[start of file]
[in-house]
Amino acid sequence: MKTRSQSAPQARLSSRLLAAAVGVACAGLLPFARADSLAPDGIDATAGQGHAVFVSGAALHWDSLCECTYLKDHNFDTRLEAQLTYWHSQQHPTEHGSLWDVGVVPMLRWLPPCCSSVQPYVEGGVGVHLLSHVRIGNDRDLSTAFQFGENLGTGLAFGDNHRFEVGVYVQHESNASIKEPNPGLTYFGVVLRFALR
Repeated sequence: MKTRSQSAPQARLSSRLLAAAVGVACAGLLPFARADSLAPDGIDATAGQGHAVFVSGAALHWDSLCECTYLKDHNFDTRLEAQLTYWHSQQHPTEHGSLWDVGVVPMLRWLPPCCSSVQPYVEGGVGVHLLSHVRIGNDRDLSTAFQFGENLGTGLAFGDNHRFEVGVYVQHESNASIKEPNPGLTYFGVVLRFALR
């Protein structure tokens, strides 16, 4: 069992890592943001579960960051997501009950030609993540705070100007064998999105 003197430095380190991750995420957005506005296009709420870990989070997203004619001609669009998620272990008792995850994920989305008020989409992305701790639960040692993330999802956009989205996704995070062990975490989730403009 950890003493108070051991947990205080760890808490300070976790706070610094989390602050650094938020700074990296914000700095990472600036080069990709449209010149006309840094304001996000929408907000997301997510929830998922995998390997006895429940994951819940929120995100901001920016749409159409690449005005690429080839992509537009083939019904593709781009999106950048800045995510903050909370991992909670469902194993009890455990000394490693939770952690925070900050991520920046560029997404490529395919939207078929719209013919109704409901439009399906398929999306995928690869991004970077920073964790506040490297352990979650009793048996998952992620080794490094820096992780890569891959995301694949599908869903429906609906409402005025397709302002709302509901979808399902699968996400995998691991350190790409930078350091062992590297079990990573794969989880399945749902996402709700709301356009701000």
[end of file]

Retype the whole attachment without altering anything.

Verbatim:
[in-house]
Amino acid sequence: MKTRSQSAPQARLSSRLLAAAVGVACAGLLPFARADSLAPDGIDATAGQGHAVFVSGAALHWDSLCECTYLKDHNFDTRLEAQLTYWHSQQHPTEHGSLWDVGVVPMLRWLPPCCSSVQPYVEGGVGVHLLSHVRIGNDRDLSTAFQFGENLGTGLAFGDNHRFEVGVYVQHESNASIKEPNPGLTYFGVVLRFALR
Repeated sequence: MKTRSQSAPQARLSSRLLAAAVGVACAGLLPFARADSLAPDGIDATAGQGHAVFVSGAALHWDSLCECTYLKDHNFDTRLEAQLTYWHSQQHPTEHGSLWDVGVVPMLRWLPPCCSSVQPYVEGGVGVHLLSHVRIGNDRDLSTAFQFGENLGTGLAFGDNHRFEVGVYVQHESNASIKEPNPGLTYFGVVLRFALR
């Protein structure tokens, strides 16, 4: 069992890592943001579960960051997501009950030609993540705070100007064998999105 003197430095380190991750995420957005506005296009709420870990989070997203004619001609669009998620272990008792995850994920989305008020989409992305701790639960040692993330999802956009989205996704995070062990975490989730403009 950890003493108070051991947990205080760890808490300070976790706070610094989390602050650094938020700074990296914000700095990472600036080069990709449209010149006309840094304001996000929408907000997301997510929830998922995998390997006895429940994951819940929120995100901001920016749409159409690449005005690429080839992509537009083939019904593709781009999106950048800045995510903050909370991992909670469902194993009890455990000394490693939770952690925070900050991520920046560029997404490529395919939207078929719209013919109704409901439009399906398929999306995928690869991004970077920073964790506040490297352990979650009793048996998952992620080794490094820096992780890569891959995301694949599908869903429906609906409402005025397709302002709302509901979808399902699968996400995998691991350190790409930078350091062992590297079990990573794969989880399945749902996402709700709301356009701000």